You'll Need:

  • 1 package of active dry yeast
  • 1 cup of warm water
  • 2 cups sifted all-purpose flour
  • 1 tablespoon granulated sugar


  1. Dissolved yeast in 1 cup of warm water. Make sure the water isn’t too hot, or you will kill the yeast. I use a candy thermometer. The water should be 100 to 110°F.
  2. Add another 1 ½ cups of warm water.
  3. Place this mixture into the large plastic container. Always stir the mixture with a wooden spoon. Do NOT use a metal spoon.
  4. Add flour and sugar.

Fermenting Instructions:

  • Day 1: Begin the starter
  • Day 2: Stir
  • Day 3: Stir
  • Day 4: Stir
  • Day 5: Add 1 cup of granulated sugar, 1 cup of sifted flour, and 1 cup of whole milk. Stir until there are no lumps.
  • Day 6: Stir
  • Day 7: Stir
  • Day 8: Do Nothing
  • Day 9: Do Nothing
  • Day 10: Add 1 cup of granulated sugar, 1 cup of sifted flour, and 1 cup of whole milk

After the 10 days are completed, divide the starter into four separate containers. I use a pint-size Ziploc bag. This starter freezes well for use later. At this point, the Amish would share their starter with a friend, but I needed all I could make for our bread.

Tip: I found it easier to keep up with the days the starter had been brewing by placing a piece of paper on the top of the container and marking off each day. I'd also make a note on my calendar.

We Would Cover and Label the Bread

We would then cover the bread tightly with Saran wrap, and place a sticky label on the top telling what kind of bread it was—chocolate chip, pecan, or walnut. Also, we typed on the label this bread is perishable! Keep refrigerated or freeze it until you are ready to eat it. It cannot be left out on the kitchen counter! It will spoil quickly! We included our phone number so people could call and order more of the bread. We sold it on a money-back guarantee, and no one ever asked for their money back.

We Reached Our Goal of $3,000 Plus Some Extra

I have to tell you, this bread sold as fast as we could make it. We had a regular assembly line going in my kitchen. I would have six separate containers of starter going at any given time, and we were making eight loaves at one time. We priced our bread at $10 per loaf.

We earned enough to send my daughter to Japan, plus enough to purchase a freezer to hold the extra loaves until they could be sold. The marketing of this bread is another story in itself. We would load up the car in the early morning and go around door to door and sell them. It took us three months of hard work and effort, but we did it.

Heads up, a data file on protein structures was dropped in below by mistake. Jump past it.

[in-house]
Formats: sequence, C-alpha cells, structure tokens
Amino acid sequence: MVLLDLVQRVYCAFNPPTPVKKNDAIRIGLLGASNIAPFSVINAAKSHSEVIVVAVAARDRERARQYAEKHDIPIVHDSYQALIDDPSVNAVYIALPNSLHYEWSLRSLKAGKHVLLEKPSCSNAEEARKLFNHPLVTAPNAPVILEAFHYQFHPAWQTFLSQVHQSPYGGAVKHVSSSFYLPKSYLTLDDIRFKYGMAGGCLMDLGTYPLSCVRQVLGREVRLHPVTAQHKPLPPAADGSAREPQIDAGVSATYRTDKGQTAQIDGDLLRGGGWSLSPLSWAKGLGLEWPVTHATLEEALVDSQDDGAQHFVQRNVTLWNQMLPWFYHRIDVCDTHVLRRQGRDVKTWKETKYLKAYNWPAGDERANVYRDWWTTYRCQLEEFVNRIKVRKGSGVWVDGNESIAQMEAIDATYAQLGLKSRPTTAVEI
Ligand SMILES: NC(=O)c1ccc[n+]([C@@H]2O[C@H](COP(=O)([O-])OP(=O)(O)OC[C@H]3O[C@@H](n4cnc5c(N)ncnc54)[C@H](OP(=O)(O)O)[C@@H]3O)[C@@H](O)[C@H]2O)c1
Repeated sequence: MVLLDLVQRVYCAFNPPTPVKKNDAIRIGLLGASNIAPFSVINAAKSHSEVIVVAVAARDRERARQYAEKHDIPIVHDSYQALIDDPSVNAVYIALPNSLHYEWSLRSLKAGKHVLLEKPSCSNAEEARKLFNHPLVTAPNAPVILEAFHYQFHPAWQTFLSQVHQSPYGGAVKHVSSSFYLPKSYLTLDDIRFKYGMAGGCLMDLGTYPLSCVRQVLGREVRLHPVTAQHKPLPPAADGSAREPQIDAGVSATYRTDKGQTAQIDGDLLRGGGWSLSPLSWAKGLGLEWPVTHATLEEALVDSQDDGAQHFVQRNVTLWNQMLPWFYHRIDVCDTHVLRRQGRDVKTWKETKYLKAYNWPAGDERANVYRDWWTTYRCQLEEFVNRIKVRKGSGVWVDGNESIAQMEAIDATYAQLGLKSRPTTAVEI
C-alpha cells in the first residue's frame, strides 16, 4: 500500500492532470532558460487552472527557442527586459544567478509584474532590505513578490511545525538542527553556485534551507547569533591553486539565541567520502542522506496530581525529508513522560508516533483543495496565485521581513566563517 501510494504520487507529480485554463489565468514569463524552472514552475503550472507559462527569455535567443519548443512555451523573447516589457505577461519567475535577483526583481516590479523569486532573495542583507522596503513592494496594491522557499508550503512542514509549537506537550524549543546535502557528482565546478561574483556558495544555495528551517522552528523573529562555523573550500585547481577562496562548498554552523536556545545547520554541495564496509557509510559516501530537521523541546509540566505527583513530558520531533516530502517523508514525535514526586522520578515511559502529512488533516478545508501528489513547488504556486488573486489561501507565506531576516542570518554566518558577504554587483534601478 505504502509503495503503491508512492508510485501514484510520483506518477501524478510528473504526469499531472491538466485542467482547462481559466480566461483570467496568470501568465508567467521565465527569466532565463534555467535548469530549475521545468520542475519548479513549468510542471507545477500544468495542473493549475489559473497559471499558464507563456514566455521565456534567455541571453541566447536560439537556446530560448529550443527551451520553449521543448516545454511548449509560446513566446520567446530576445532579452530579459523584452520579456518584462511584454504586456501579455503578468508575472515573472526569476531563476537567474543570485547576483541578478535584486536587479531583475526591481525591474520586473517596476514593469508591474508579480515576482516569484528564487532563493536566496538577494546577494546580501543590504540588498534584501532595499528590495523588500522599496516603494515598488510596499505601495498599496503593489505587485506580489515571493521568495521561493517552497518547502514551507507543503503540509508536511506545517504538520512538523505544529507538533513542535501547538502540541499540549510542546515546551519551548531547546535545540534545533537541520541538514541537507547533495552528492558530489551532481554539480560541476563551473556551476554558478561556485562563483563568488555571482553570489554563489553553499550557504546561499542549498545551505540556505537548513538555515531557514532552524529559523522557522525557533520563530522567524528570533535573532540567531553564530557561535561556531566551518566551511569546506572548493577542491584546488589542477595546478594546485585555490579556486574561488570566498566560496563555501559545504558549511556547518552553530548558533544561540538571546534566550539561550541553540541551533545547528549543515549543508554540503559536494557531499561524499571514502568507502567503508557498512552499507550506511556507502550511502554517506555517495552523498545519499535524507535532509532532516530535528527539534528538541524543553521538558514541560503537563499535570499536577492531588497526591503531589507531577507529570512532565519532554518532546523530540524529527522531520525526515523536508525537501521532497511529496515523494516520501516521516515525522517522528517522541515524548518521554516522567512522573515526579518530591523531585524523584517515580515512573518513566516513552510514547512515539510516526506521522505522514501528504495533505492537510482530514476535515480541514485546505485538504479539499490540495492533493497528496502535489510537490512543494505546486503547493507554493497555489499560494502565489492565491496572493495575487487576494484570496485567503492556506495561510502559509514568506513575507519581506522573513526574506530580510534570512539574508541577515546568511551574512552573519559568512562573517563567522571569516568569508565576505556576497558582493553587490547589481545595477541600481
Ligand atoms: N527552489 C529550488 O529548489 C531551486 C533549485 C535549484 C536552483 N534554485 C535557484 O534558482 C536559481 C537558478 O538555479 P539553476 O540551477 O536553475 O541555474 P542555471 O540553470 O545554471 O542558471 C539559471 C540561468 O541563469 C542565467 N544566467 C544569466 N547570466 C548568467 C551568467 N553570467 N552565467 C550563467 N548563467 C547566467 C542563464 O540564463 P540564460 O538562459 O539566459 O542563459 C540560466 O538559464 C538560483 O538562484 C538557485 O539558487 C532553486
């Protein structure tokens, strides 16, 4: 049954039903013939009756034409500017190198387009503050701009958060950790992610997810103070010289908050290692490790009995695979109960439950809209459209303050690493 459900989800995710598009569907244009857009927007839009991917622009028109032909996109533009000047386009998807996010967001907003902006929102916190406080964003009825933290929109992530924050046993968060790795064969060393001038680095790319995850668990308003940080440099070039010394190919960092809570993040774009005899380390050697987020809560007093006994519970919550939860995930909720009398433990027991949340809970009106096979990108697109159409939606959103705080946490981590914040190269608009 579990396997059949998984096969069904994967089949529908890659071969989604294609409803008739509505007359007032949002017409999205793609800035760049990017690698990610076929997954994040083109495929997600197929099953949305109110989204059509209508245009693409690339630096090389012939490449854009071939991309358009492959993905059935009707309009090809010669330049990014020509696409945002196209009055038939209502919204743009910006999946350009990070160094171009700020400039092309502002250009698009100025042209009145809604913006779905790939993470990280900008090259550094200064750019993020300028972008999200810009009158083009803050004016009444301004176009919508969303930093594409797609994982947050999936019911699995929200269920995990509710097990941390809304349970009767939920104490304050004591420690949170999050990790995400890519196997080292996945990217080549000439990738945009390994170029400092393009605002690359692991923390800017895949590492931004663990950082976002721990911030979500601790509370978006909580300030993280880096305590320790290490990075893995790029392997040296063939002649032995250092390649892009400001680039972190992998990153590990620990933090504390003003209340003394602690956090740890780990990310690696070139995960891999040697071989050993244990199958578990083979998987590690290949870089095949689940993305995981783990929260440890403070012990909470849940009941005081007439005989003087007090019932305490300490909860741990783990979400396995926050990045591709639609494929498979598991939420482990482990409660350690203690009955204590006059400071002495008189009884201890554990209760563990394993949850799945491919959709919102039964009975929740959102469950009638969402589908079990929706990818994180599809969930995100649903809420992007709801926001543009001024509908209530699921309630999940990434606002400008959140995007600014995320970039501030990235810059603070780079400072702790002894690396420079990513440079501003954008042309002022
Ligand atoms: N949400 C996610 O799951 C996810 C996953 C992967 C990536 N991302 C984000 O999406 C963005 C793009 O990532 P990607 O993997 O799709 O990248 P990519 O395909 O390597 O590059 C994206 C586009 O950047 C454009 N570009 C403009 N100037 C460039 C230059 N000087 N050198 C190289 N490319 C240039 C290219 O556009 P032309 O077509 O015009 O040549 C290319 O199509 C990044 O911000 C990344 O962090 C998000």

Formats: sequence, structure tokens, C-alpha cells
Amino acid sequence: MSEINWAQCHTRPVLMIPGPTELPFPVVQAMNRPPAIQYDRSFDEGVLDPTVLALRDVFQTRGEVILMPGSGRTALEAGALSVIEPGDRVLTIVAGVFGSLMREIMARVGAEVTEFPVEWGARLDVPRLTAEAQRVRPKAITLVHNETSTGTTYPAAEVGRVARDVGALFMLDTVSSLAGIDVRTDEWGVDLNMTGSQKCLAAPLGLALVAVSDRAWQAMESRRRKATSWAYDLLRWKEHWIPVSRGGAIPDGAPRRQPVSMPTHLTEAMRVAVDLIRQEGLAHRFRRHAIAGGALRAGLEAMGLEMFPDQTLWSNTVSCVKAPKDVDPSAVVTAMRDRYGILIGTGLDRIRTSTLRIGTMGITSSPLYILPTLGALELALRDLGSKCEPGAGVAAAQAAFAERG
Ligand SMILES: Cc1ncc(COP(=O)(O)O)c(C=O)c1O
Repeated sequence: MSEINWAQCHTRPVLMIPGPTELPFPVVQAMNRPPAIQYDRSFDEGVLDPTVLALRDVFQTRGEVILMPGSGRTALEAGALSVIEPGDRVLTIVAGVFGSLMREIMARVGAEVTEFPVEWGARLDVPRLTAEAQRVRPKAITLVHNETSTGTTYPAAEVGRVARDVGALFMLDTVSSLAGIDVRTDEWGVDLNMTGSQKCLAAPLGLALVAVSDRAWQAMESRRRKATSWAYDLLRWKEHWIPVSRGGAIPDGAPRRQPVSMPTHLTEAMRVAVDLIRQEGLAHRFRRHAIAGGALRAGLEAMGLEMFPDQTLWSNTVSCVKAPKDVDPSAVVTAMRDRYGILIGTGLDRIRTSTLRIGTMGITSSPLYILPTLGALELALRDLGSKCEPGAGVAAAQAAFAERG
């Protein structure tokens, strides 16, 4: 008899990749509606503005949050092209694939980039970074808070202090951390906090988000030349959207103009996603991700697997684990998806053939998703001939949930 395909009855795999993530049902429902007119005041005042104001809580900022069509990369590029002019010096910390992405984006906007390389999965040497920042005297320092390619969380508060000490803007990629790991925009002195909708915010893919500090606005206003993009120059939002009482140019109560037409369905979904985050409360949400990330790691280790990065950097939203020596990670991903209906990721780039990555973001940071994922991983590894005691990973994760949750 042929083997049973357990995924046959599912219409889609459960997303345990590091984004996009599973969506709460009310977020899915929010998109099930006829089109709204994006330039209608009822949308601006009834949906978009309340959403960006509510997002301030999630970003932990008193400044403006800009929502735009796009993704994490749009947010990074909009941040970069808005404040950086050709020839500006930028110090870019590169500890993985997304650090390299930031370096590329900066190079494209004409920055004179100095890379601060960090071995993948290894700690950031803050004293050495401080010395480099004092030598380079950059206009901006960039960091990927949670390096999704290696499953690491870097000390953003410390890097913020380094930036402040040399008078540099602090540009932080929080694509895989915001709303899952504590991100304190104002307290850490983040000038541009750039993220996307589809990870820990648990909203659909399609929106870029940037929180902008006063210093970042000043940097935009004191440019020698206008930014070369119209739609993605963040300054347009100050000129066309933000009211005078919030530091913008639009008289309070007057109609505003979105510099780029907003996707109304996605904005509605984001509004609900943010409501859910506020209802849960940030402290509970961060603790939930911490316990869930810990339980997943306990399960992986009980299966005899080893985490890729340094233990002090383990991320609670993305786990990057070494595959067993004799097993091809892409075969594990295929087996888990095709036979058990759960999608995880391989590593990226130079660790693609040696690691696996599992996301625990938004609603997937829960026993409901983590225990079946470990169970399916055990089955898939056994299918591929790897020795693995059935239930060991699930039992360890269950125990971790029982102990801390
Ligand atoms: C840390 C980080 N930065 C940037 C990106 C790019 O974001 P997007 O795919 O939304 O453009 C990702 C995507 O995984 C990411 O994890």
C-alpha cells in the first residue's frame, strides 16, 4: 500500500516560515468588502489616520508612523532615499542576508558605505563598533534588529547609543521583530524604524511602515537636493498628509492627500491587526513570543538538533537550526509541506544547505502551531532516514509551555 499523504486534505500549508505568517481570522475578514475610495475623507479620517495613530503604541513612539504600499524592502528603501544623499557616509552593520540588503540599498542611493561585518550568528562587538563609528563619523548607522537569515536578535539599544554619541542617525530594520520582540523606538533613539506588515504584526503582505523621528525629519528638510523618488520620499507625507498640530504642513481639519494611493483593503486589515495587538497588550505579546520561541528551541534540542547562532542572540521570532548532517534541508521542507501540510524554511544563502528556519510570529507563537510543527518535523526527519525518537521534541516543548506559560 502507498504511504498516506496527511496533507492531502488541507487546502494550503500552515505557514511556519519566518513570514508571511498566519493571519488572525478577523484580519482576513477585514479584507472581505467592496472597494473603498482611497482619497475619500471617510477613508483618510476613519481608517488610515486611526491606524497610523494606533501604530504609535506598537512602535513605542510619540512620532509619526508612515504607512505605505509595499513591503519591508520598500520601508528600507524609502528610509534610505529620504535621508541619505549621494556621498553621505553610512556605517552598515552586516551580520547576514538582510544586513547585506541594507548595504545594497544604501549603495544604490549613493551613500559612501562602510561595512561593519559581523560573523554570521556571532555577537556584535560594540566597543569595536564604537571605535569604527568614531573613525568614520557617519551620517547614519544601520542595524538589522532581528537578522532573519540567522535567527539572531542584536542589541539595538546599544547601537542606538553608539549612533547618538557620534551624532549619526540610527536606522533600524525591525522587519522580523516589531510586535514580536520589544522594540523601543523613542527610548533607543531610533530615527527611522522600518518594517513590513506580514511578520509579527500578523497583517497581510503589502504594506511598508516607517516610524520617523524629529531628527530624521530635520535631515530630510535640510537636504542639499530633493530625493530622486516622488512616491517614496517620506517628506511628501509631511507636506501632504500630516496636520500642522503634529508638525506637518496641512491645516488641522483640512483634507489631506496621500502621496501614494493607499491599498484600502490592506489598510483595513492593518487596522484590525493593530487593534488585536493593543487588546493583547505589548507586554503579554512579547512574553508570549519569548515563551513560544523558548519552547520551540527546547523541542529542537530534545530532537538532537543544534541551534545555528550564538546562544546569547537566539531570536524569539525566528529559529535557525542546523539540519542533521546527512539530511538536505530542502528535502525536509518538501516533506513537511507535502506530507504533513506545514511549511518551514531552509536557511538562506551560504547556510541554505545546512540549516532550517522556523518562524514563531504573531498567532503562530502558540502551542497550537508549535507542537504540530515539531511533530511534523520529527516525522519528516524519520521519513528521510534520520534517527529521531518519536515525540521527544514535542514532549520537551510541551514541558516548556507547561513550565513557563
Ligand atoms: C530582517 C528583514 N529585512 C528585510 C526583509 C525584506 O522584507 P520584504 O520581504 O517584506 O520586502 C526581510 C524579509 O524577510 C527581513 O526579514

Soon people were calling to order more bread. We could have had a good little business, but the laws that protect consumers prevented that. We were allowed to sell our bread to friends, but not to the general public unless my kitchen was inspected and passed all the local health department requirements. I was tempted to go through all that "red tape", but I decided it would have been too expensive to install special sinks, ovens, and other equipment.

We accomplished what we set out to do by working together to make and sell this bread. My daughter had an experience she will never forget in Japan with the color guard.

I still make this Amish Friendship Bread from time to time, because my family loves it. I always have some starter in my freezer ready to make this delicious bread.

If you don't have a friend who has some starter, and you don't want to make it yourself, check out eBay. Someone on there usually has some for sale.

It's Time to Make More Amish Friendship Bread

My 17-year-old grandson came home from school last week and announced his Latin class is planning a trip to Italy next year. He remembered how we earned the money to send his sister to Japan.

I guess I'll have to bring out the big plastic containers and get started now to make Amish Friendship Bread! It looks like he and I will be busy for quite some time.